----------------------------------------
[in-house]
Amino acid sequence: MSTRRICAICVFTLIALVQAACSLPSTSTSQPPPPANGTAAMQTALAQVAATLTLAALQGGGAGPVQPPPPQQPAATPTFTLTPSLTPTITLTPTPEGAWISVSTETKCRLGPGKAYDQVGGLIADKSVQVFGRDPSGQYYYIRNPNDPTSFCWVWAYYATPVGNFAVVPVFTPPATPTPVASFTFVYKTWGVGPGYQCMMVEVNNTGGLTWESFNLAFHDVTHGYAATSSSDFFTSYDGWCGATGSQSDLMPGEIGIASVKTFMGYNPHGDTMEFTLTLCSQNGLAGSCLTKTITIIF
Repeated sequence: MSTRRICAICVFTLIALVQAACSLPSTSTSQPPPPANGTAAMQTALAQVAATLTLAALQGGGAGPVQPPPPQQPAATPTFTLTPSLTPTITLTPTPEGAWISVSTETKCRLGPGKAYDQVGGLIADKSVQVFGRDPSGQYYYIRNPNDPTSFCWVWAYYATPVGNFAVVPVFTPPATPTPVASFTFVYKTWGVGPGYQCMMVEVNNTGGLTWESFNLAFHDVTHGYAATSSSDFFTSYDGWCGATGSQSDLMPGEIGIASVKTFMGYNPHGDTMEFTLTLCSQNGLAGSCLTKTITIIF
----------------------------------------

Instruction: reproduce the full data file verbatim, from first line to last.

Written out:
[in-house]
Amino acid sequence: MSTRRICAICVFTLIALVQAACSLPSTSTSQPPPPANGTAAMQTALAQVAATLTLAALQGGGAGPVQPPPPQQPAATPTFTLTPSLTPTITLTPTPEGAWISVSTETKCRLGPGKAYDQVGGLIADKSVQVFGRDPSGQYYYIRNPNDPTSFCWVWAYYATPVGNFAVVPVFTPPATPTPVASFTFVYKTWGVGPGYQCMMVEVNNTGGLTWESFNLAFHDVTHGYAATSSSDFFTSYDGWCGATGSQSDLMPGEIGIASVKTFMGYNPHGDTMEFTLTLCSQNGLAGSCLTKTITIIF
Repeated sequence: MSTRRICAICVFTLIALVQAACSLPSTSTSQPPPPANGTAAMQTALAQVAATLTLAALQGGGAGPVQPPPPQQPAATPTFTLTPSLTPTITLTPTPEGAWISVSTETKCRLGPGKAYDQVGGLIADKSVQVFGRDPSGQYYYIRNPNDPTSFCWVWAYYATPVGNFAVVPVFTPPATPTPVASFTFVYKTWGVGPGYQCMMVEVNNTGGLTWESFNLAFHDVTHGYAATSSSDFFTSYDGWCGATGSQSDLMPGEIGIASVKTFMGYNPHGDTMEFTLTLCSQNGLAGSCLTKTITIIF